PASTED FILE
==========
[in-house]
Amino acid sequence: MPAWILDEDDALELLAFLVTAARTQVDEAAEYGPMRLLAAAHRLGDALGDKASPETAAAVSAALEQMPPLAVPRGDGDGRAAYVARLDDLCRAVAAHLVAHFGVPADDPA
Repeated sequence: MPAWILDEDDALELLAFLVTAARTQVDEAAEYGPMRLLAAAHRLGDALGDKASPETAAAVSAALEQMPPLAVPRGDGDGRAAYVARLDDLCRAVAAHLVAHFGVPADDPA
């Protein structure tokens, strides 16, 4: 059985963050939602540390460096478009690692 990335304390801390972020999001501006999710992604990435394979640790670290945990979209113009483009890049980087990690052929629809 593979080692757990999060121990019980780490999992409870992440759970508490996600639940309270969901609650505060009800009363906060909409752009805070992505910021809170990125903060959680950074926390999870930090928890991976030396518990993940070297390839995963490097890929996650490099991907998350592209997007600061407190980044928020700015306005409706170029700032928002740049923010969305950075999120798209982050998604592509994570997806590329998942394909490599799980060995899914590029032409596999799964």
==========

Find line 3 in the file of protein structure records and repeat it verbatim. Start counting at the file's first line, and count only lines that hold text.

Repeated sequence: MPAWILDEDDALELLAFLVTAARTQVDEAAEYGPMRLLAAAHRLGDALGDKASPETAAAVSAALEQMPPLAVPRGDGDGRAAYVARLDDLCRAVAAHLVAHFGVPADDPA